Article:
wax painting

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wax painting:

see encausticencaustic,
painting medium in which the binder for the pigment is wax or wax and resin. Examples of encaustic tomb portraits from Roman Egypt bear witness to the durability of the medium, which is thought to have been widely used in ancient times.
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The following article is from The Great Soviet Encyclopedia (1979). It might be outdated or ideologically biased.

Wax Painting


a painting technique that uses beeswax as a binder. The limited chemical activity and moisture resistance of beeswax permit paintings done in wax to retain the initial freshness of their color and the density and texture of the color layer for centuries.

Wax painting was used in ancient Egypt to paint temple facades as early as the 14th century B.C. In ancient Greece, technology of the most durable kind of wax painting by the heat method (encaustic, from the Greek enkaio —I burn) was developed by the fifth century B.C.; strongly heated wax paints were applied to a section of the base that was heated by a white-hot bronze shovel. According to Pliny the Elder, Zeuxis and Parrhasius painted in this method (their works have not been preserved). Fayumic portraits (first century B.C. to the fourth century A.D.) and Byzantine icons (prior to the 12th century) were done with wax paints in which the encaustic paints were gradually replaced by wax paints on a turpentine base (known as the cold method) and by wax tempera (emulsions with an admixture of volatile oils), less durable but not so complicated. At present, wax painting is used mainly to repair worn-out paint layers and to fix them in restoration work.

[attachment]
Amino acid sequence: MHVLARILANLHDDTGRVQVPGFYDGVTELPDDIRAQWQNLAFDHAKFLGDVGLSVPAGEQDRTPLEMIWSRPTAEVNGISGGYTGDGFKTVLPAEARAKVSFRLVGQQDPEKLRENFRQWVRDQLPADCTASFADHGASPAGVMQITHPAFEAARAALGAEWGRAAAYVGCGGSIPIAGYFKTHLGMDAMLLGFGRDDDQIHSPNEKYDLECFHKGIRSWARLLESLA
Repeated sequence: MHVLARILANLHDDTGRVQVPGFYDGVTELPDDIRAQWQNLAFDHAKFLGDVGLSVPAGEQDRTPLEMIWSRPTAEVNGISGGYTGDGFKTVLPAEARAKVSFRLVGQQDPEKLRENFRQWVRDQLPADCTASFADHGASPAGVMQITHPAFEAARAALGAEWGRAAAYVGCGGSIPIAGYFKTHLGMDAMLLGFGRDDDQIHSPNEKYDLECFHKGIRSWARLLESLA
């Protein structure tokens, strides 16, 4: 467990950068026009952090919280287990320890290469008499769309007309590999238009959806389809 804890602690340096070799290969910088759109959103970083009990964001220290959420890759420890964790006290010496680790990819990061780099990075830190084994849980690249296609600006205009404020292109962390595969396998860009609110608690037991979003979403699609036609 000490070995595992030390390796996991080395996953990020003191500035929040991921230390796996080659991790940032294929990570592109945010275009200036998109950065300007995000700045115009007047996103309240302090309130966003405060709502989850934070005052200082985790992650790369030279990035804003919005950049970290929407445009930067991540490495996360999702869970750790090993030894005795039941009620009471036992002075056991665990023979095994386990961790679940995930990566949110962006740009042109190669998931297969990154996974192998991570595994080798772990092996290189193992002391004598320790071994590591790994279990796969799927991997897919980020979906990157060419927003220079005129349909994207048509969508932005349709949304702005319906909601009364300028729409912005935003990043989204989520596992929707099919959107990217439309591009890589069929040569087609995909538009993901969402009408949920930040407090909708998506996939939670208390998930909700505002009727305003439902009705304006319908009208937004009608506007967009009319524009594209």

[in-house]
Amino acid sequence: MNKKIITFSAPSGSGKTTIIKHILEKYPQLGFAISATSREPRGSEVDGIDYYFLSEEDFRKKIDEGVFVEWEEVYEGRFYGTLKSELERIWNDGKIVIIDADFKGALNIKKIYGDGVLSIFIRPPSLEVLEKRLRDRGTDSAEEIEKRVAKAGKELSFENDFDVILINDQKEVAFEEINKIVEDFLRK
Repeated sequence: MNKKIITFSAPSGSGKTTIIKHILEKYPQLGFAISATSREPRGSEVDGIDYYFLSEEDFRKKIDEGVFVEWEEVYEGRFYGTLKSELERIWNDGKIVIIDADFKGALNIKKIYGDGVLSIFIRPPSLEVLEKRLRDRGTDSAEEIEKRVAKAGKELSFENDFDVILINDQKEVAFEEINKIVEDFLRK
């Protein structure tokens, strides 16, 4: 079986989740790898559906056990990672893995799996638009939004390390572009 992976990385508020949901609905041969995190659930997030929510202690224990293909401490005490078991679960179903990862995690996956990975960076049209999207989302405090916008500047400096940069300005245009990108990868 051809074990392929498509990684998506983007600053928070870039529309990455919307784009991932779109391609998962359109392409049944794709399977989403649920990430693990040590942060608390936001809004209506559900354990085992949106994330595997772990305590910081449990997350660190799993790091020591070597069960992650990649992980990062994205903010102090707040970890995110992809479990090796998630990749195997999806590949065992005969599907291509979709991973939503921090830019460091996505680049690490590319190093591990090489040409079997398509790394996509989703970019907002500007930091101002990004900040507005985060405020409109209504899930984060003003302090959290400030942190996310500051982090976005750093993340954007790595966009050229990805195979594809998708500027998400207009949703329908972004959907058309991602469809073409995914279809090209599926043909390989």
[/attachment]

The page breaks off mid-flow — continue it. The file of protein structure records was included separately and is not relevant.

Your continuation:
Shmidt, G. Tekhnika antichnoi freski i enkaustiki. Moscow, 1936.
Kudriavtsev, E. V. Tekhnika restavratsii kartin. Moscow, 1948.
Khvostenko, V. V. Tekhnika enkaustiki. Moscow, 1956.
Kiplik, D. I. Tekhnika zhivopisi. Moscow-Leningrad, 1960.
The Great Soviet Encyclopedia, 3rd Edition (1970-1979). © 2010 The Gale Group, Inc. All rights reserved.
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